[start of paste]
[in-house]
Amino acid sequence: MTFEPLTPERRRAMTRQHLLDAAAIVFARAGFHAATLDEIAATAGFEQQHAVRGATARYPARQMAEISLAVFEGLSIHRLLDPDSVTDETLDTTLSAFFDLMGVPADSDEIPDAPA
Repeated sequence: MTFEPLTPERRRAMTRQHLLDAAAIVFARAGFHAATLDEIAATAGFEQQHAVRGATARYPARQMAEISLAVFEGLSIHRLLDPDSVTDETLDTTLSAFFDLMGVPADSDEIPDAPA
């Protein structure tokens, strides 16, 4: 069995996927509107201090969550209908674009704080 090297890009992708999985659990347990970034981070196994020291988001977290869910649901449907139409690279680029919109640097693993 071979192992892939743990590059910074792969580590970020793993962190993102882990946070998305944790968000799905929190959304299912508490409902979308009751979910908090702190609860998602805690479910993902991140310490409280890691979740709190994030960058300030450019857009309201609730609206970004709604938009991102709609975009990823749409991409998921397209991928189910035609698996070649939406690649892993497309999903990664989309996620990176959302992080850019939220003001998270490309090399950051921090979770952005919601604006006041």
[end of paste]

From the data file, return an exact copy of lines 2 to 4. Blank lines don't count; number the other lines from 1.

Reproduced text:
Amino acid sequence: MTFEPLTPERRRAMTRQHLLDAAAIVFARAGFHAATLDEIAATAGFEQQHAVRGATARYPARQMAEISLAVFEGLSIHRLLDPDSVTDETLDTTLSAFFDLMGVPADSDEIPDAPA
Repeated sequence: MTFEPLTPERRRAMTRQHLLDAAAIVFARAGFHAATLDEIAATAGFEQQHAVRGATARYPARQMAEISLAVFEGLSIHRLLDPDSVTDETLDTTLSAFFDLMGVPADSDEIPDAPA
């Protein structure tokens, strides 16, 4: 069995996927509107201090969550209908674009704080 090297890009992708999985659990347990970034981070196994020291988001977290869910649901449907139409690279680029919109640097693993 071979192992892939743990590059910074792969580590970020793993962190993102882990946070998305944790968000799905929190959304299912508490409902979308009751979910908090702190609860998602805690479910993902991140310490409280890691979740709190994030960058300030450019857009309201609730609206970004709604938009991102709609975009990823749409991409998921397209991928189910035609698996070649939406690649892993497309999903990664989309996620990176959302992080850019939220003001998270490309090399950051921090979770952005919601604006006041």